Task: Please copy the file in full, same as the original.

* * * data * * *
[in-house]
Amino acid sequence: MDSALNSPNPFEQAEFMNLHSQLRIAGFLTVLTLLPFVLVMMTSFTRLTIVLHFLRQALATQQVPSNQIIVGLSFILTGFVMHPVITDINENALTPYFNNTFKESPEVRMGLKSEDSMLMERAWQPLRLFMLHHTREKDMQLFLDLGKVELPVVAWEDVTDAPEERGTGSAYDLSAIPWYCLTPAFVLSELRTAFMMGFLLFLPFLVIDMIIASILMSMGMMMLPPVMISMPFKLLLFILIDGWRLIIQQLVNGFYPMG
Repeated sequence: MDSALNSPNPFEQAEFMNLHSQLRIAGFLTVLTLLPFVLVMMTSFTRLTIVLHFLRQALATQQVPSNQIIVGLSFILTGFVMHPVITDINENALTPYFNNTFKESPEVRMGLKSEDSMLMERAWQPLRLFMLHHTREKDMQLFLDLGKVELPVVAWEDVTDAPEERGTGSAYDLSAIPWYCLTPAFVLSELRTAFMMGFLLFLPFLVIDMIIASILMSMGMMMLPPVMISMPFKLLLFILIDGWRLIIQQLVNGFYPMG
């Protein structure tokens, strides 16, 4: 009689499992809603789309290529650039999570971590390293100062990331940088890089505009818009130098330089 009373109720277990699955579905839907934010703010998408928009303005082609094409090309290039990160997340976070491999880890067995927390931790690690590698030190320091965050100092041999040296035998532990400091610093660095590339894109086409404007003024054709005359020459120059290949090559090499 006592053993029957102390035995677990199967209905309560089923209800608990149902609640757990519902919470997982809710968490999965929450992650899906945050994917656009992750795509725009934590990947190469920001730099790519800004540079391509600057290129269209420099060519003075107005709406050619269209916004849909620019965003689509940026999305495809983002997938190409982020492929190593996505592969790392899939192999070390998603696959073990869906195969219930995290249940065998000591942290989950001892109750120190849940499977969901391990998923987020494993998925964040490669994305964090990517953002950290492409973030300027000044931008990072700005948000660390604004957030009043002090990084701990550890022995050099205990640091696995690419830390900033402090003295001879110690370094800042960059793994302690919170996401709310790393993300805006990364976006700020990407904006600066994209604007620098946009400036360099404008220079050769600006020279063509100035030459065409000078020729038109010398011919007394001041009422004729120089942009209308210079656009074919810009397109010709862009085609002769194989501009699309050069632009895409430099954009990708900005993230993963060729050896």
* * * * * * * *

[in-house]
Amino acid sequence: MDSALNSPNPFEQAEFMNLHSQLRIAGFLTVLTLLPFVLVMMTSFTRLTIVLHFLRQALATQQVPSNQIIVGLSFILTGFVMHPVITDINENALTPYFNNTFKESPEVRMGLKSEDSMLMERAWQPLRLFMLHHTREKDMQLFLDLGKVELPVVAWEDVTDAPEERGTGSAYDLSAIPWYCLTPAFVLSELRTAFMMGFLLFLPFLVIDMIIASILMSMGMMMLPPVMISMPFKLLLFILIDGWRLIIQQLVNGFYPMG
Repeated sequence: MDSALNSPNPFEQAEFMNLHSQLRIAGFLTVLTLLPFVLVMMTSFTRLTIVLHFLRQALATQQVPSNQIIVGLSFILTGFVMHPVITDINENALTPYFNNTFKESPEVRMGLKSEDSMLMERAWQPLRLFMLHHTREKDMQLFLDLGKVELPVVAWEDVTDAPEERGTGSAYDLSAIPWYCLTPAFVLSELRTAFMMGFLLFLPFLVIDMIIASILMSMGMMMLPPVMISMPFKLLLFILIDGWRLIIQQLVNGFYPMG
């Protein structure tokens, strides 16, 4: 009689499992809603789309290529650039999570971590390293100062990331940088890089505009818009130098330089 009373109720277990699955579905839907934010703010998408928009303005082609094409090309290039990160997340976070491999880890067995927390931790690690590698030190320091965050100092041999040296035998532990400091610093660095590339894109086409404007003024054709005359020459120059290949090559090499 006592053993029957102390035995677990199967209905309560089923209800608990149902609640757990519902919470997982809710968490999965929450992650899906945050994917656009992750795509725009934590990947190469920001730099790519800004540079391509600057290129269209420099060519003075107005709406050619269209916004849909620019965003689509940026999305495809983002997938190409982020492929190593996505592969790392899939192999070390998603696959073990869906195969219930995290249940065998000591942290989950001892109750120190849940499977969901391990998923987020494993998925964040490669994305964090990517953002950290492409973030300027000044931008990072700005948000660390604004957030009043002090990084701990550890022995050099205990640091696995690419830390900033402090003295001879110690370094800042960059793994302690919170996401709310790393993300805006990364976006700020990407904006600066994209604007620098946009400036360099404008220079050769600006020279063509100035030459065409000078020729038109010398011919007394001041009422004729120089942009209308210079656009074919810009397109010709862009085609002769194989501009699309050069632009895409430099954009990708900005993230993963060729050896």